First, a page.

Sometimes, one simple shift in thinking can help us know that, whatever the challenge before us, we’ll figure it out. This week, economist and Conference for Women speaker Teresa Ghilarducci provides that reassurance on our latest episode of Women Amplified.
Here it is: If you’re worried about money, think about your future self, and take action that supports that self—not the fearful self that may be activated in this moment.
Fear triggers chemicals in your brain that will make you want to do something to blast that fear away now. But those actions may not be in your long-term best interest.
So, what should you do—especially if you’re dealing with a loss of income or feeling rocked by the volatility in the stock market?
“You have to do something, but you have to do something for your medium-term and long-term self,” says Ghilarducci, a professor of economics at the New School for Social Research in New York City.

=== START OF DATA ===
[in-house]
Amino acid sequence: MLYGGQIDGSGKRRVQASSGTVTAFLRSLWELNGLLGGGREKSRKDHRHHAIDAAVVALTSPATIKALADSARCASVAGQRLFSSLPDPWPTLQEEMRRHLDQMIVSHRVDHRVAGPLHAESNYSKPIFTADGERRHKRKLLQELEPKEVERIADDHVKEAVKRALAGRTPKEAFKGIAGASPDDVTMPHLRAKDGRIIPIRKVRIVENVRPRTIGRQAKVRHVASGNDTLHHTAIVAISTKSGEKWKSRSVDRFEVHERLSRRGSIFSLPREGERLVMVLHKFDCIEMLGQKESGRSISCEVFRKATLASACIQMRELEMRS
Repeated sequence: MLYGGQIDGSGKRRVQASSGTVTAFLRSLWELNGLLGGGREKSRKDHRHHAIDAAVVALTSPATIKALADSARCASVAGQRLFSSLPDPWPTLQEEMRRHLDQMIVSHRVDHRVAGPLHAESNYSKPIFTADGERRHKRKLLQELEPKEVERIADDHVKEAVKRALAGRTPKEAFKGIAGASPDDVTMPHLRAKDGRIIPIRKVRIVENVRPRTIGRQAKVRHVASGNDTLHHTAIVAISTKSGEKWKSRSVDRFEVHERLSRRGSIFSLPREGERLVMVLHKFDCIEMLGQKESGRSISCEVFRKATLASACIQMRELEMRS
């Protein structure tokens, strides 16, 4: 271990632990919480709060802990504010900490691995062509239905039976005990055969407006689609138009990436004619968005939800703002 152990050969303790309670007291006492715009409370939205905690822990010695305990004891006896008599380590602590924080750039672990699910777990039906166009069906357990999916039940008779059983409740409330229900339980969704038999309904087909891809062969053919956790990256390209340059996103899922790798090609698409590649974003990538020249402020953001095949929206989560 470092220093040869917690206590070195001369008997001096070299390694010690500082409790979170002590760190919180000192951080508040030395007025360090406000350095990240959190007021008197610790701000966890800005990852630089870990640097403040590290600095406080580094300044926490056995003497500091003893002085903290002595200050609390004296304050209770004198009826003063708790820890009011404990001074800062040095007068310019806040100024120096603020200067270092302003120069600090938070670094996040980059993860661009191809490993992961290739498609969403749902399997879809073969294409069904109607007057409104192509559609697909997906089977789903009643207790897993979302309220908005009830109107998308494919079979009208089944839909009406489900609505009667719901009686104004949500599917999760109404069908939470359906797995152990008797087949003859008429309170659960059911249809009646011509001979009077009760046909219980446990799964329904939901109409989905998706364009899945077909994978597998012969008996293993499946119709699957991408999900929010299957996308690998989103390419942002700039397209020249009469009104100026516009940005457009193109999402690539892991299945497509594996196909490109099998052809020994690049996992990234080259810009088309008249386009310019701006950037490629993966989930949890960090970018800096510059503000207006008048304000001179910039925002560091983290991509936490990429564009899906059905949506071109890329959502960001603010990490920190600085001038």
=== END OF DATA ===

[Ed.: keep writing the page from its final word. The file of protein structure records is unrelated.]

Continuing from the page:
Focusing on the future, instead of this more anxious moment, will help you take charge. And from that more empowered mindset, you will be better positioned to take constructive action—on what Ghilarducci says should be three priority areas:
- Spending. If you don’t have a budget, this is the time to set it up—and watch it carefully. Fortunately, discretionary spending for many items—from Starbucks to hair care—is down. And we just might discover how many impulse purchases we don’t truly care about, which could help keep expenses permanently down.
- Debt. If you have credit card debt, ask the company to suspend payment without extra interest for the next two months—and to lower your interest rate while they’re at it. If you have a mortgage, do the same thing: ask for a two-month suspension without any extra interest accruing.
- Investments. If you can, look at your 401k accounts and make sure you know how much more you need to save to get on target. And, says Ghilarducci, remember that your asset values will probably come back in a year and a half. So, be patient.
Tune in to hear the full conversation with Theresa Ghilarducci on the Conferences for Women podcast, Women Amplified.